Chapter 1: Assess the Situation: This chapter provides some good advice and things to think about when an incident occurs; I would suggest, however, that most of those things (obtain authorization, review laws, etc.) be done before an incident occurs...that way, attention can be focused on responding to the incident. The Conduct a Thorough Assessment section is fairly comprehensive, and as you read it, keep in mind that no one will be able to list everything you need to know for every incident. Not only do incidents vary, but the same worm on two different networks will be handled differently, because each infrastructure is different, both from a technical/network perspective and a human/socio-political perspective. I would say that there's enough there to get you started, and going forward, it's better to know or not know than to make things up; many an investigation has gone down the wrong path because someone made assumptions based on too little information.

One thing I would like to see changed about the paper is how data about an incident is referred to. In the Prepare for Evidence Acquisition section, the first sentence says in part, "To prepare for the Acquire the Data phase..." So which is it...evidence or data? Given that many states are considering PI laws, it is important to differentiate between the two. Also, consistency of terminology is just a good idea.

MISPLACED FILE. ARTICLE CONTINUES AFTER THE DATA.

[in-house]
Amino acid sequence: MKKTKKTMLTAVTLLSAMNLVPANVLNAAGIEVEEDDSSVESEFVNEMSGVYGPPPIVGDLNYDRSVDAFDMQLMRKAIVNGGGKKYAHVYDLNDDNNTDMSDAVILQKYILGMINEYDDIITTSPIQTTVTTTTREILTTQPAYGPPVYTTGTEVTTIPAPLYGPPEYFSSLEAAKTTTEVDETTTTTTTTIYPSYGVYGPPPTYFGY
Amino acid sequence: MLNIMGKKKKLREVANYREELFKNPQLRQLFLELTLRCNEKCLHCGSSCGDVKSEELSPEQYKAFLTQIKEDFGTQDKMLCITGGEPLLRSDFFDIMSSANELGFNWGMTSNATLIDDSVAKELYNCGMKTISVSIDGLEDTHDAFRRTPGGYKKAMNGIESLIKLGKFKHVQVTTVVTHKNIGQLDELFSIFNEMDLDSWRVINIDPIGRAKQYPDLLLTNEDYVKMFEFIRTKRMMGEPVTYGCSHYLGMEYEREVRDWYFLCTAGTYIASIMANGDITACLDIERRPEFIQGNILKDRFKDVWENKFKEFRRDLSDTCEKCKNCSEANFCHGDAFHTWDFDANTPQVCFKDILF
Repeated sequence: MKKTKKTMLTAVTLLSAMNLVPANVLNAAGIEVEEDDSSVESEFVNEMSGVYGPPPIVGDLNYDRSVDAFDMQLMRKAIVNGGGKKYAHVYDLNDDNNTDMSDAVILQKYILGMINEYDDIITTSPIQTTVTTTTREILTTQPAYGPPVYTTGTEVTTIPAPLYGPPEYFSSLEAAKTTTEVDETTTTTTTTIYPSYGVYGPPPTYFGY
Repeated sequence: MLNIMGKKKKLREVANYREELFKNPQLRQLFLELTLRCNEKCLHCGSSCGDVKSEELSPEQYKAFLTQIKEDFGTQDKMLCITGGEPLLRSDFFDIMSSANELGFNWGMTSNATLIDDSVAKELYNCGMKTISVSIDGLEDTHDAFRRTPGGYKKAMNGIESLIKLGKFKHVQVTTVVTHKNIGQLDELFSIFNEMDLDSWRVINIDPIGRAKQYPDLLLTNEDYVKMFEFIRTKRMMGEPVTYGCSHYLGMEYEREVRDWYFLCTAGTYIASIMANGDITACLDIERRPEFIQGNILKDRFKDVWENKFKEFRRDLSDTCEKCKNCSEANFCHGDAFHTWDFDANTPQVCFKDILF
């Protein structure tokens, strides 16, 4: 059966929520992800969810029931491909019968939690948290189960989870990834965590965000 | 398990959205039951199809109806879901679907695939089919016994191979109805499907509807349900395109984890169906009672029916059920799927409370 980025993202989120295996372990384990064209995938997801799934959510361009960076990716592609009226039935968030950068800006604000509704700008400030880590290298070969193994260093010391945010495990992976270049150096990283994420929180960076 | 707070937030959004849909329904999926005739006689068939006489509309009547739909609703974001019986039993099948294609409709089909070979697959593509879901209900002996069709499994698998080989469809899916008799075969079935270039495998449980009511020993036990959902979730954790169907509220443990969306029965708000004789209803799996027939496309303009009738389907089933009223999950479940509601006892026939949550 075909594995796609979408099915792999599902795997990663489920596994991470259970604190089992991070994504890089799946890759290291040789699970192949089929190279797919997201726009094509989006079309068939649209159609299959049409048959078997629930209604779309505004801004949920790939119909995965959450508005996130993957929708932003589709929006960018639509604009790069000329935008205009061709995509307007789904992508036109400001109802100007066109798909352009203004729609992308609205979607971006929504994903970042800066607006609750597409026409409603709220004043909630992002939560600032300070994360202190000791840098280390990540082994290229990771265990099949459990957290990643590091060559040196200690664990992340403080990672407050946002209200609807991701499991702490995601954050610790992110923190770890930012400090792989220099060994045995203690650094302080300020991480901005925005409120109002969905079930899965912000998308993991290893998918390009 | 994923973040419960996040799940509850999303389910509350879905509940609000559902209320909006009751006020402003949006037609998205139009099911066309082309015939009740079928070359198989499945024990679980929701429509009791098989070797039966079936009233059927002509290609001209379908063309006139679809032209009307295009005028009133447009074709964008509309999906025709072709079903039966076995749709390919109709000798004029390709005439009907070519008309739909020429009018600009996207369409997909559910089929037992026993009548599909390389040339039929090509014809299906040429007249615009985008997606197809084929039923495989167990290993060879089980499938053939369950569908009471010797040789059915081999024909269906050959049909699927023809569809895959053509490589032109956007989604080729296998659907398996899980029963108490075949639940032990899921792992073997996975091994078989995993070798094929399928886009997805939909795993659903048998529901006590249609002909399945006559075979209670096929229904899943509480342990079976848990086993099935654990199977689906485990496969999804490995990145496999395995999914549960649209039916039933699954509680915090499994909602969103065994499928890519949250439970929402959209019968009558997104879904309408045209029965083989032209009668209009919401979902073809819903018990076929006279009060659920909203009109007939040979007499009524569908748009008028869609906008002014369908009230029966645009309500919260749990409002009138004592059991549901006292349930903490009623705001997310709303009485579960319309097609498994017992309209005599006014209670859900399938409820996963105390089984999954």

On a positive note, the first chapter ends by referring to documentation. Documentation is very important during an investigation. Let's say that you're sweeping across servers to identify a piece of malware...if you don't document your process (what's being checked and why), you're going to have folks who go to a server and don't know what they're supposed to do. Also, you need to document which systems have been scanned and by whom, so that you don't spend a great deal of time rescanning the same server over and over again. Remember, if you didn't document it, it didn't happen.

Chapter 2: Acquire the Data: This chapter glosses over data acquisition as part of incident response. There is a reference to the Tools section in the Appendix, but the tools listed are exclusively either SysInternals tools or native commands on the system. Don't get me wrong...there are some extremely useful tools from SysInternals, but what's missing is a description of what information needs to be collected, and the best tools for doing so. For example, when responding to an incident, the first things I want to know are:
  1. The list of active processes, with the full path to the executable image and the command line to launch each one. I'd also like to know the user context of each process.
  2. Network connections.
  3. Process-to-port mappings, so that I know which network connection is owned or used by which process.
  4. Who is logged into the system (NetBIOS, mapped shares, Terminal Services, etc.)
  5. Running services.